You can’t buy Certified Angus Beef ® brand leather. We don’t have a line of CAB dogfood (that’s not to say we haven’t been approached about creating one, but it’s clearly not our market).

Yet, in order to turn a profit a packer needs to market the entire animal.

Only a percentage of this animal will be sold as Certified Angus Beef.

Only a percentage of this animal will be sold as Certified Angus Beef.

So when a finished steer or heifer meets the CAB specifications, it’s a given: not all of it will be sold with our brand attached. The amount of that qualifying carcass sold as CAB is called our “carcass utilization” and that’s a number we like to keep our eye on.

Just as feeders measure average daily gain and feed-to-gain ratios, we consider that a measure of efficiency or “how much we’re getting done with each animal,” says Clint Walenciak, CAB director of packing.

It’s something we watch closely, but it’s not just important to us. It matters to you.

“Higher carcass utilization means the packer was able to capture a premium on more pounds of meat,” Clint says. “The more premiums they can capture, the more aggressive they can be in procuring these kind of cattle.”

If you hear “more aggressive” and take that to mean “the more they can afford to pay,” you’d be right.

Increasing the carcass utilization helps increase the topline of that equation.

“The more pounds per head the packer can get a premium on, that takes the burden off middle meats to carry the value,” Clint says.

The first half of our fiscal year shows our carcass utilization is at 258 lb., down 5 lb. from last year. And we’re happy about that.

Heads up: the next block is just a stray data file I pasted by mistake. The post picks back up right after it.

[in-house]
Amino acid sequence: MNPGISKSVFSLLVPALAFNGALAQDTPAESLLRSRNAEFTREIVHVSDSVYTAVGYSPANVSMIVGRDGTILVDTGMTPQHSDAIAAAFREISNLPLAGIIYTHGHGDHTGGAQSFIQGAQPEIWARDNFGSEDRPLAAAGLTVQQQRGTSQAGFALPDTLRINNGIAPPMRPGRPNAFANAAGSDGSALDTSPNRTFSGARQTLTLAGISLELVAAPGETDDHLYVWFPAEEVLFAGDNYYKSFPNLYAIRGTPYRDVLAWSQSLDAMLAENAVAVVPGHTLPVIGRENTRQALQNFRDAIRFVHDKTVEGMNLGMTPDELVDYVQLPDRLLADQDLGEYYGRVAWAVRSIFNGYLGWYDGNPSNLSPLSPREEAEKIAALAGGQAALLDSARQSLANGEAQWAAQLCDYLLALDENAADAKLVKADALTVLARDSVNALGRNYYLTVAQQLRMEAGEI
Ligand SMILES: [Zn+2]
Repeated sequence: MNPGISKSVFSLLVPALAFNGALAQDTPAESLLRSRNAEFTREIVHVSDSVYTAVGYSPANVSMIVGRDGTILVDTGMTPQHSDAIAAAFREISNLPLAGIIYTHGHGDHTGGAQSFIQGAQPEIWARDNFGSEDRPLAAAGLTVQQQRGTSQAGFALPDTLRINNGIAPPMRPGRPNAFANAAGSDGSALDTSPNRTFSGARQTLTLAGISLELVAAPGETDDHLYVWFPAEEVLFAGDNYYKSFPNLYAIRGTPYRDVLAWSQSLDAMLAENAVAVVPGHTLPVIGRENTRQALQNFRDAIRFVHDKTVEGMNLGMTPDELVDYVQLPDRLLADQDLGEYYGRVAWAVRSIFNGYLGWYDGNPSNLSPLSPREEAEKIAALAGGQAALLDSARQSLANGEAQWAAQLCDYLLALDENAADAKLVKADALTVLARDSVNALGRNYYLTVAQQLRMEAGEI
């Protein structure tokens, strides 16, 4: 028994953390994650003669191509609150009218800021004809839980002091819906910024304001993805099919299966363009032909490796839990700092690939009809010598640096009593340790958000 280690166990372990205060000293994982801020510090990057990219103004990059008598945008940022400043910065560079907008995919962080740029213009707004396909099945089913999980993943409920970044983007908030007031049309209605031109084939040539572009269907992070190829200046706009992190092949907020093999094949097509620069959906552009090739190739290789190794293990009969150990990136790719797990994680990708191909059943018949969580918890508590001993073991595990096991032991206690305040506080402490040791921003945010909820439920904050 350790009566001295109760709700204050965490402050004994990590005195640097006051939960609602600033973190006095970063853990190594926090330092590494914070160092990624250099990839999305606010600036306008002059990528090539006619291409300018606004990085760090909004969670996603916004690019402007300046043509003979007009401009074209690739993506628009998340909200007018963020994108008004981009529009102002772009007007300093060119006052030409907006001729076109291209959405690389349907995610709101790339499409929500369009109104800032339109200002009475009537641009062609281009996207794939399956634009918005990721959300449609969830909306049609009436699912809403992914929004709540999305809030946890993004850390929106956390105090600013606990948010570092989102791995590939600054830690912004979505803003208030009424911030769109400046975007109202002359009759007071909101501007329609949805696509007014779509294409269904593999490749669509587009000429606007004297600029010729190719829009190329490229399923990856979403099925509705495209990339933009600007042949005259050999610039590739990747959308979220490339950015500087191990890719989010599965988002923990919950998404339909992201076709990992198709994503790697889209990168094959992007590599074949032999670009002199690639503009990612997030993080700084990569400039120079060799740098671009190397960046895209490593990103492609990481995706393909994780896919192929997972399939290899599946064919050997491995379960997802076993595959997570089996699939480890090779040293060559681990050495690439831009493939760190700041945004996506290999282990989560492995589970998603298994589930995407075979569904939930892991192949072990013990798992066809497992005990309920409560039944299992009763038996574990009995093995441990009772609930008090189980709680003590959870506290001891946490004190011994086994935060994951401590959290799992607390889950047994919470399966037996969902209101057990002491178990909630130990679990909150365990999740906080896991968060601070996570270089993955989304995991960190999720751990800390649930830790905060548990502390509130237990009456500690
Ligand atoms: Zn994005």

Let me repeat, we’re happy that our carcass utilization is down 5 lb. from last year. Why?

“An increase in supply, in the short-term, hurts that number,” he says, explaining that you can’t just turn on the switch and sell the extra product immediately.

So as our CAB acceptance has climbed, even hitting a record high 29% of all A-stamped carcasses some weeks, that number has only dropped 5 lb. (Woohoo!)

Compare that to some years in our recent history like 2008 or 2009, when we had 10 to 15% jumps in certified numbers, but only single-digit sales increases.

“We were still blowing the doors off on sales, but we couldn’t stay caught up with those cattle,” Clint says. “Those two numbers in these past two years have gotten much more aligned.”

That’s not just good news in the near term, but it also supports our “build it and they will come” mantra: Produce it and our licensees will get it sold.

And at a premium, I might add.

May your bottom line be filled with black ink,

Miranda

PS–To read more about how we encourage higher carcass utilization, check out “Down 5 million cows, now what?” in the Angus Beef Bulletin.